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Publication Date
6 November 2023

Understanding the compound flood risk along the coast of the contiguous United States



Compound flooding is a type of flood event caused by multiple flood drivers. The associated risk has usually been assessed using statistics-based analyses or hydrodynamics-based numerical models. This study proposes a compound flood (CF) risk assessment (CFRA) framework for coastal regions in the contiguous United States (CONUS). In this framework, a large-scale river model is coupled with a global ocean reanalysis dataset to (a) evaluate the CF exposure related to the coastal backwater effects on river basins, and (b) generate spatially distributed data for analyzing the CF hazard using a bivariate statistical model of river discharge and storm surge. The two kinds of risk are also combined to achieve a holistic understanding of the continental-scale CF risk. The estimated CF risk shows remarkable inter- and intra-basin variabilities along the CONUS coast with more variabilities in the CF hazard over the US west and Gulf coastal basins. Different risk assessment methods present significantly different patterns in a few key regions such as the San Francisco Bay area, the lower Mississippi River, and Puget Sound. Our results highlight the need to weigh different CF risk measures and avoid using single statistics-based or hydrodynamics-based CFRAs. Uncertainty sources in these CFRAs include the use of gauge observations, which cannot account for the flow physics or resolve the spatial variability of risks, and underestimations of the flood extremes and the dependence of CF drivers in large-scale models, highlighting the importance of understanding the CF risks for developing a more robust CFRA.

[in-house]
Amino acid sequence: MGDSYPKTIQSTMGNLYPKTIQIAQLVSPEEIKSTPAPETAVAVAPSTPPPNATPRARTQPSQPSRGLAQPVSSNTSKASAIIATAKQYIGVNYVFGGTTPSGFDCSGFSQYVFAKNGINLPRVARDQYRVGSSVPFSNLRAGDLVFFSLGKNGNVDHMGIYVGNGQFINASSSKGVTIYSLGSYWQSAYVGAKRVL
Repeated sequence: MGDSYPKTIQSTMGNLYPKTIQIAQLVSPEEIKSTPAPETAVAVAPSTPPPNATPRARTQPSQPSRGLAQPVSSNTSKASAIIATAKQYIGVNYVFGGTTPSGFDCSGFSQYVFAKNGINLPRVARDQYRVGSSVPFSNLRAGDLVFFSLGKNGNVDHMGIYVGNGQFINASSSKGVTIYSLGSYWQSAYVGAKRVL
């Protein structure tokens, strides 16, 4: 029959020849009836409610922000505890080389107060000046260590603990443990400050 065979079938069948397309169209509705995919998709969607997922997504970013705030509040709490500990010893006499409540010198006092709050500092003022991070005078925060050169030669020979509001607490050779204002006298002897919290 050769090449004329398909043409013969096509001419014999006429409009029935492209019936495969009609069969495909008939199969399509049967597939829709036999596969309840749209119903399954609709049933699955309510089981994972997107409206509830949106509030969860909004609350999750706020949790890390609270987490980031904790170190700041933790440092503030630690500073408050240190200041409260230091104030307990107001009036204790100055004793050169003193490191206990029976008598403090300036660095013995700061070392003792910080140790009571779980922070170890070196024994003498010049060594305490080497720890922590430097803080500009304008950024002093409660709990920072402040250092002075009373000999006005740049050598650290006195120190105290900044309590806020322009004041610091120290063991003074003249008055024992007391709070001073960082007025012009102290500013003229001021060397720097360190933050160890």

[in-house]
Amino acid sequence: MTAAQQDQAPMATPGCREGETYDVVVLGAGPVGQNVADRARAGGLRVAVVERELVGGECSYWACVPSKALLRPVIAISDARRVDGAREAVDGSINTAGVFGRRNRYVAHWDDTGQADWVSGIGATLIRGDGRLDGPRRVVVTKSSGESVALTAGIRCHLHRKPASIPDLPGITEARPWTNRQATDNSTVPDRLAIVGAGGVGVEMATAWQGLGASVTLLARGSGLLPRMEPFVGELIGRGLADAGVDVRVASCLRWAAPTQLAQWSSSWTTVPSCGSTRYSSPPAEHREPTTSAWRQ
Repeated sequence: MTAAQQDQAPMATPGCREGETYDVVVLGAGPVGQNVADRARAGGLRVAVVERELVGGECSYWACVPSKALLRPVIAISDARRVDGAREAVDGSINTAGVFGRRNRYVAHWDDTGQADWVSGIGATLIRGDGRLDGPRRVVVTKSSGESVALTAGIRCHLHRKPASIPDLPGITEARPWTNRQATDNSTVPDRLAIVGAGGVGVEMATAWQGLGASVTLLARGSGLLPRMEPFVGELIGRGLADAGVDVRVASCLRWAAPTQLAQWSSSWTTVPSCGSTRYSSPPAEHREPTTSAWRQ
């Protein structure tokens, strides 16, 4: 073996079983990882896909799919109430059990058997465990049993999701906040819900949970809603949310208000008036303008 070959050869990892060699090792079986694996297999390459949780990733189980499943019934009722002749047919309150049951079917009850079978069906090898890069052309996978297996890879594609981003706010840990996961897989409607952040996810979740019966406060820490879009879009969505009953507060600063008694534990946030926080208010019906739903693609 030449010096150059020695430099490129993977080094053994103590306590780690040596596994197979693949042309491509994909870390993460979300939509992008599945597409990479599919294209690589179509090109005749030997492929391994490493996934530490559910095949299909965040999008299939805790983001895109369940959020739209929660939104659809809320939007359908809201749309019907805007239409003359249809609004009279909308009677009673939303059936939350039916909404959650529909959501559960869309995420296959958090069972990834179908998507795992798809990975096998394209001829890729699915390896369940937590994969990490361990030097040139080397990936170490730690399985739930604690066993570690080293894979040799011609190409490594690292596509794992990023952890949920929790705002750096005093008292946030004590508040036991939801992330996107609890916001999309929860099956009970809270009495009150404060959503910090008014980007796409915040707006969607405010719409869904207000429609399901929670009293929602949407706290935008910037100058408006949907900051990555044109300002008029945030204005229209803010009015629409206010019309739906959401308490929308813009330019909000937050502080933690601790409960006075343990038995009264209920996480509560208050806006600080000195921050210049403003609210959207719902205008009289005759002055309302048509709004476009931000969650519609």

Feng, Dongyu, Zeli Tan, Donghui Xu, and L. Ruby Leung. 2023. “Understanding The Compound Flood Risk Along The Coast Of The Contiguous United States”. Hydrology And Earth System Sciences 27 (21). Copernicus GmbH: 3911-3934. doi:10.5194/hess-27-3911-2023.
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